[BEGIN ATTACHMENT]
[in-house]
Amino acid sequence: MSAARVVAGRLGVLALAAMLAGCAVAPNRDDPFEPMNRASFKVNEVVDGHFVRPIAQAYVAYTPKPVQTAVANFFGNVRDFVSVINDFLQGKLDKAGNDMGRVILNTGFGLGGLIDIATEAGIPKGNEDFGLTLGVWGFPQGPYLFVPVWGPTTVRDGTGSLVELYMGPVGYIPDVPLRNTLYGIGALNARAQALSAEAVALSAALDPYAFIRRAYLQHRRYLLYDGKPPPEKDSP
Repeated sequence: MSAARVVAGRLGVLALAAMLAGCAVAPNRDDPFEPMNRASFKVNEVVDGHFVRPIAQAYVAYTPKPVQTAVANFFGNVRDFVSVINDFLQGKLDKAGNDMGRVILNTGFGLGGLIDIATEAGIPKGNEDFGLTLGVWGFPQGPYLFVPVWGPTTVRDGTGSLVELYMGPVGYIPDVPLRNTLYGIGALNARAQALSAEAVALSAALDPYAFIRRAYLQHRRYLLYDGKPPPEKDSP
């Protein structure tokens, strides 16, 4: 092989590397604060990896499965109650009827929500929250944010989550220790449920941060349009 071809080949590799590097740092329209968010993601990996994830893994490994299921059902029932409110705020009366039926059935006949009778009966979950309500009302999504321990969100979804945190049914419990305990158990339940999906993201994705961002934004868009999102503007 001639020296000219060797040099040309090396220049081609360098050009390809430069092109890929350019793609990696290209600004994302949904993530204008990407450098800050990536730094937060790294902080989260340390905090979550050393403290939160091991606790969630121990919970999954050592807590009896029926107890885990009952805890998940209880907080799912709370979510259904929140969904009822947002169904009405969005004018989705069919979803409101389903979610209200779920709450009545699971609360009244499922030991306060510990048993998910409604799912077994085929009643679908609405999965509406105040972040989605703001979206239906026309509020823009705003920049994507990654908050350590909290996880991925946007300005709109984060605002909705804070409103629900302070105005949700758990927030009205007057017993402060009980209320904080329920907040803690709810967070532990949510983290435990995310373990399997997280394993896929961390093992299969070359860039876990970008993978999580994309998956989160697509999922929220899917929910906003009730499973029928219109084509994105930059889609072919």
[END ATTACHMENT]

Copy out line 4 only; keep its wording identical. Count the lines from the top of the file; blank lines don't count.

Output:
């Protein structure tokens, strides 16, 4: 092989590397604060990896499965109650009827929500929250944010989550220790449920941060349009 071809080949590799590097740092329209968010993601990996994830893994490994299921059902029932409110705020009366039926059935006949009778009966979950309500009302999504321990969100979804945190049914419990305990158990339940999906993201994705961002934004868009999102503007 001639020296000219060797040099040309090396220049081609360098050009390809430069092109890929350019793609990696290209600004994302949904993530204008990407450098800050990536730094937060790294902080989260340390905090979550050393403290939160091991606790969630121990919970999954050592807590009896029926107890885990009952805890998940209880907080799912709370979510259904929140969904009822947002169904009405969005004018989705069919979803409101389903979610209200779920709450009545699971609360009244499922030991306060510990048993998910409604799912077994085929009643679908609405999965509406105040972040989605703001979206239906026309509020823009705003920049994507990654908050350590909290996880991925946007300005709109984060605002909705804070409103629900302070105005949700758990927030009205007057017993402060009980209320904080329920907040803690709810967070532990949510983290435990995310373990399997997280394993896929961390093992299969070359860039876990970008993978999580994309998956989160697509999922929220899917929910906003009730499973029928219109084509994105930059889609072919």